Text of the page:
Based on the article we should all be driving around in non-air conditioned Hyundai Accents – it will take you to the same places that a Lexus, BMW, or Mercedes will, cost a lot less in gas, car insurance, maintenance and it is less likely to be stolen.
Should we blow-up all of the three, four and five star hotels? Why not? It makes much more sense economically to stay at a Motel 6!
Anyone who writes this type of article should include in their heading what make of car they drive and what hotel they stay in when they travel.
A recent article on MSN Real Estate discussed the 8 most overrated home projects.
- Whirlpool bath:
- Room additions:
Whirlpool baths are never used. Why? Because they require a lot of water and make noise. My wife and I both use ours – sometimes together. Is it economic, who cares – after a hard day at work I find it very relaxing and then there are the times when it is a lot of fun! According to one contractor he is removing whirlpool tubs and building walk-in stall showers in their place. My bathroom has both and in the morning I prefer the walk-in stall shower over the tub.
The article also says that people don’t have the time to use the whirlpool – well maybe we would all be better off if we did take a half an hour each day for a soak in a whirlpool bath!
Convert attic or basement space rather than build an addition. Why, because it is more economical, according to the article it will cost you $21,000 less to convert the basement instead of building the addition and the addition only recoups 65% of its value while remodeling the basement recoups 75% of its value. Basement and attic space is difficult to heat and cool. Basements suffer from dampness and if they have windows they are small and many are sunken below ground level. It can be difficult to obtain a permit to convert an attic or basement to a bedroom so many of these conversions are not being permitted. But maybe I would like to be able to walk out of my new space to the backyard, or maybe I would like a lot of daylight, maybe it would be better if the family room addition was off the kitchen so that we can watch the kids while we cook. How do you I get those features or watch the kids from an attic or basement conversion.
Let’s look at the economics as laid out in the article. The new addition will cost us $82,750 and the basement conversion will cost us $62,000. Would anyone invest either of these sums in a home that they weren’t planning on staying in for 5 years? I don’t think that any less time is at all realistic.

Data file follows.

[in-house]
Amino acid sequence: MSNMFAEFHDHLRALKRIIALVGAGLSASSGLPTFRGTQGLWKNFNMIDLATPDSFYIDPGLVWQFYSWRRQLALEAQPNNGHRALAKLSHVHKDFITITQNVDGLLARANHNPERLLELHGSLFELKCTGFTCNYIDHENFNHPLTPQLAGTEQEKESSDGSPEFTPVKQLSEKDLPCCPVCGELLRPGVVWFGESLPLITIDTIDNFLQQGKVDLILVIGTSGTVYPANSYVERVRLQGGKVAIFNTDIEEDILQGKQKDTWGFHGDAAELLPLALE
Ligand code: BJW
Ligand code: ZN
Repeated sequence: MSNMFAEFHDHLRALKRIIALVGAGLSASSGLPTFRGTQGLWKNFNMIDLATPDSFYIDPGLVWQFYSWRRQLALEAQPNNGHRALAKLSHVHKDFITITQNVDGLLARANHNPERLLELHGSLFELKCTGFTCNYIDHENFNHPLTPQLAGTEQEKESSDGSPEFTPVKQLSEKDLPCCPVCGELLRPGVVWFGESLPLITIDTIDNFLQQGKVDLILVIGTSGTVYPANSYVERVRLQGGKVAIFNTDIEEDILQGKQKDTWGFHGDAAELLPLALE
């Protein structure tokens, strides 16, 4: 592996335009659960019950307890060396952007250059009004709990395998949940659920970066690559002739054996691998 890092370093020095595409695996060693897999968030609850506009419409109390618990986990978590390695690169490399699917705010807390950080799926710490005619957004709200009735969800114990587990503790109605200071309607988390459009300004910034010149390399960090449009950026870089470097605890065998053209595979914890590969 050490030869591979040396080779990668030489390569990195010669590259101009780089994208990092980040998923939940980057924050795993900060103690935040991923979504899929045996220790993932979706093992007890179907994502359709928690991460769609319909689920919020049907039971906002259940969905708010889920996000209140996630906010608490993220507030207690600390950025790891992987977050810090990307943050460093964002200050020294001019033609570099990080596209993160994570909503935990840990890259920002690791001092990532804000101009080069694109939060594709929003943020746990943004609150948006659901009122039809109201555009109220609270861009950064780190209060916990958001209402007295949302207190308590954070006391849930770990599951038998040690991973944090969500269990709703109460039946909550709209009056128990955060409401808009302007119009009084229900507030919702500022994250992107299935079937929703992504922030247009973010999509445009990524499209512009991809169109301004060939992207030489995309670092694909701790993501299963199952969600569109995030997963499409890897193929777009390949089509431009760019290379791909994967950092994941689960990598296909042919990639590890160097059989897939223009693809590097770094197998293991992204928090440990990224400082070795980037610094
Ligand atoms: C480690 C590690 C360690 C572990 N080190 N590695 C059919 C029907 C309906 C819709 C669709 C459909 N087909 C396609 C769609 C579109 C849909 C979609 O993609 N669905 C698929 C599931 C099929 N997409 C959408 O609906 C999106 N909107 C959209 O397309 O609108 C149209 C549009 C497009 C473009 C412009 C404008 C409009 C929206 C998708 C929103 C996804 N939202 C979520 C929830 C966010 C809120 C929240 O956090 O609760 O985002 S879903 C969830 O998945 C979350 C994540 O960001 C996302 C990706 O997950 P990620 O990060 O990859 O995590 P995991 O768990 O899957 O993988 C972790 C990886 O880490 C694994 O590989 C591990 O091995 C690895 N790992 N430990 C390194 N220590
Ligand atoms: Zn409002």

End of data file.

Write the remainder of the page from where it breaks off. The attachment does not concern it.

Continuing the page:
I will spend $82,750 for the addition and I will only get back 65% of that if and when I sell. One could then say that the addition cost me $29,000 over 5 years. It cost me $16.00 a day to have my addition.
I will spend $62,000 for the basement conversion and I will get back 75% of that when I sell. One could then say that the basement conversion cost me $15,500 over 5 years. It cost me $8.50 a day to have the basement conversion done.
I can then say that I saved $7.50 a day while I am sitting downstairs in the basement looking at four walls, no natural daylight, and my wife doesn’t like being in the basement, because the furnace and air conditioner and let’s not forget the dehumidifier which we installed to get rid of the dampness, make too much noise and she can’t see or hear the kids playing outside. The ceiling is low and we both feel claustrophobic when we are down there.
There are so many other considerations. Basements are only in older homes in cold climates. In newer homes roofs are built using manufactured trusses, so conversion means removing the entire roof. Converting attic space usually means the addition of a flight of stairs which takes up space on the main level – space that in most cases is not sitting vacant.
There is so much talk about Universal Design, Growing Old In Your Home and Accessibility and yet the concept of basement or attic conversion is in complete opposition to these new long term lifestyle strategies.
At what point does personal choice and comfort enter into the equation. How much more are we willing to pay for a level of comfort and luxury in our choice of cars, when we spend a couple of hours a day in them, versus our homes where we spend half of our life with our families? The Mercedes will cost a lot more on a daily basis than an addition to our home. Stay at the Motel 6 and use the money saved to build the addition!
I will agree that the price of kitchen remodeling can get out of hand. But that is only if you don’t plan and budget properly. It is my belief that people who over spend on kitchen remodeling over spend on a lot of other things, if you can’t afford the toys you shouldn’t be buying them, but that goes for anything not just kitchens. Statements that upscale kitchens have no value are ridiculous. Gourmet cooking is one of my hobbies and when we have guests they generally all end up in our kitchen/family room so that we can socialize while a cook. That makes my kitchen my living or grand room! I like and use my 6 burner countertop range. What value do I get out of it, is one of the questions asked? My response is;
what value does anyone obtain from Wedgewood or Royal Dalton China or crystal wine glasses and nice silverware? Maybe we should all switch to plastic plates, glasses and cutlery. They function in the same manner as the china, crystal and silverware. No one will starve or dehydrate using plastic!
Oh and I will only get back 63% of my investment in my remodeled kitchen when I sell my home. I didn’t remodel my kitchen as an investment, I remodeled my kitchen for a lifestyle – the same reason I don’t drive a Hyundai Accent and I don't stay at a Motel 6 when I travel.